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Future and Cities and Cars 4


Posted on January 16th, by raskin in Blog. 1 Comment

Just a quick blog to say that the regulatory environment for driverless cars is kicking into gear.  California has just come up with some conservative rules that require there be an operator in the car. On the other hand the Federal government in taking a pro-active approach for national standards that seem to promise fully autonomous vehicles.  Much of this depends on safety tests, but the underlying tension has to do with whether self-driving cars are an added feature to privately owned cars or will it signal a shift away from car ownership to a share model where you pay for usage.  As my previous posts suggest, I am more intrigued by the latter since it promises the potential transformation of urban spaces.  In any case, those that argue that driverless cars are coming sooner than you think, appear to be right.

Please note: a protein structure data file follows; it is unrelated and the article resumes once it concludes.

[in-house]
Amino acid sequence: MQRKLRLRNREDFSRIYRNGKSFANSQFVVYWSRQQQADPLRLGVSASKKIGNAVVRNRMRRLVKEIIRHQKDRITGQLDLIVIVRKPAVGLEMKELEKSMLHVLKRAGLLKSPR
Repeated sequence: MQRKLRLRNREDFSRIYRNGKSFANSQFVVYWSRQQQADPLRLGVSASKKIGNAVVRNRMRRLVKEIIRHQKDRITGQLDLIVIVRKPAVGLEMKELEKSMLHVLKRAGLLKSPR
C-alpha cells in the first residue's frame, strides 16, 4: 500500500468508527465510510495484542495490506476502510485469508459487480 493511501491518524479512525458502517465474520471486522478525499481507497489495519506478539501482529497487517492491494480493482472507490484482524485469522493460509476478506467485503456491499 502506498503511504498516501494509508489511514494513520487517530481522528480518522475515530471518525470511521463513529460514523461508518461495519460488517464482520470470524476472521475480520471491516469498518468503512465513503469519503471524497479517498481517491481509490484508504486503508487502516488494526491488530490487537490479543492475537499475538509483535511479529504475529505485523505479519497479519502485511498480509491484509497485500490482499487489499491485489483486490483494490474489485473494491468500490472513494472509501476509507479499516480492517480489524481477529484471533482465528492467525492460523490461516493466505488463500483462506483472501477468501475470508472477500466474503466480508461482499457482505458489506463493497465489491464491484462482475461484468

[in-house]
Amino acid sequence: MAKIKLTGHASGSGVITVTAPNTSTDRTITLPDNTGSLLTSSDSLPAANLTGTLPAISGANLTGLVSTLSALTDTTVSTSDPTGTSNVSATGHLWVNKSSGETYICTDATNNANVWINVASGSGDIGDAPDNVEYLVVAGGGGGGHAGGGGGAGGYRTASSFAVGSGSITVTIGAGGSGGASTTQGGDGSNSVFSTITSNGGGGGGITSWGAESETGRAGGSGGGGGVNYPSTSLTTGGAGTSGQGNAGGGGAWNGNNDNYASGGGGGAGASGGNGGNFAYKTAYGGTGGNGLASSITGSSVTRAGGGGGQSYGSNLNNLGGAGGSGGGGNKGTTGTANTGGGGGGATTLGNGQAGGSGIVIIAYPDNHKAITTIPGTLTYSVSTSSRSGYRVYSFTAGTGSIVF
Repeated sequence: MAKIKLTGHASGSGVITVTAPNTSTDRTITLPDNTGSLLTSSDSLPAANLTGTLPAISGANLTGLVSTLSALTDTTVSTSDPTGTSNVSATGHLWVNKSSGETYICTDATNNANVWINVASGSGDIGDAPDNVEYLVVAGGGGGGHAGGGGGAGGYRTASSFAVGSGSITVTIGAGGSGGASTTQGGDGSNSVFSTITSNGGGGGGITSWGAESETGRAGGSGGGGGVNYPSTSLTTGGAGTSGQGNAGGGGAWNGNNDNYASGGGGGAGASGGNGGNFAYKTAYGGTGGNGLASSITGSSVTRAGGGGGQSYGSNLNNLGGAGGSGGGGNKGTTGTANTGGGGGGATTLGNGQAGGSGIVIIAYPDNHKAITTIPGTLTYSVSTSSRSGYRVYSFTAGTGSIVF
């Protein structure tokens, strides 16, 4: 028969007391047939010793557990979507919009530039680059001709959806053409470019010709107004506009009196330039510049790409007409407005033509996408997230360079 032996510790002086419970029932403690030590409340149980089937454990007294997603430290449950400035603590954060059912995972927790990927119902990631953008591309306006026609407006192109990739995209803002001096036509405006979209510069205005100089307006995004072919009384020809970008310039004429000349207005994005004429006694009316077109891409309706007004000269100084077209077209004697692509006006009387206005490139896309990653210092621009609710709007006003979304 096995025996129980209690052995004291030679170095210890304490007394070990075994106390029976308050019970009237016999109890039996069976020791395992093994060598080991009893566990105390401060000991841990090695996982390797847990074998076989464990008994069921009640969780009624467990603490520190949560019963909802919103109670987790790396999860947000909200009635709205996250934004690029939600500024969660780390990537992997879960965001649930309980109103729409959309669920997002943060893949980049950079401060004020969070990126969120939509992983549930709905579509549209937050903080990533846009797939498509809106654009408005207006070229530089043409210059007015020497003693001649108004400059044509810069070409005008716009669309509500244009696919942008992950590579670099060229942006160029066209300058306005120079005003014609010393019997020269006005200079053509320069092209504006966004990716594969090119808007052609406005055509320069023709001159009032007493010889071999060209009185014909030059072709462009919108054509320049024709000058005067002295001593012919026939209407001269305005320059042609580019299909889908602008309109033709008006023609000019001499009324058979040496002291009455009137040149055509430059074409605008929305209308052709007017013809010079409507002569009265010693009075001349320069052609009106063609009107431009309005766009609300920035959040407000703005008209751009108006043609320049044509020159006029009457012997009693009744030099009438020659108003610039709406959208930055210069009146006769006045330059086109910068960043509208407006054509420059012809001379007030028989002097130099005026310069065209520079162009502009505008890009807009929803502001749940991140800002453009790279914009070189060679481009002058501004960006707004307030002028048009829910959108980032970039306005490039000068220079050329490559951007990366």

One thought on “Future and Cities and Cars 4

  1. One example is urban waste. It currently serves the sole purpose of moving water and solid waste far away from human settlements. Future designs could instead see these waste flows as resource flows, and reconnect other essential city services together. This is already starting to happen; in southern California, wastewater has been converted into drinking water , which is potentially cleaner than what is found in snowmelt.



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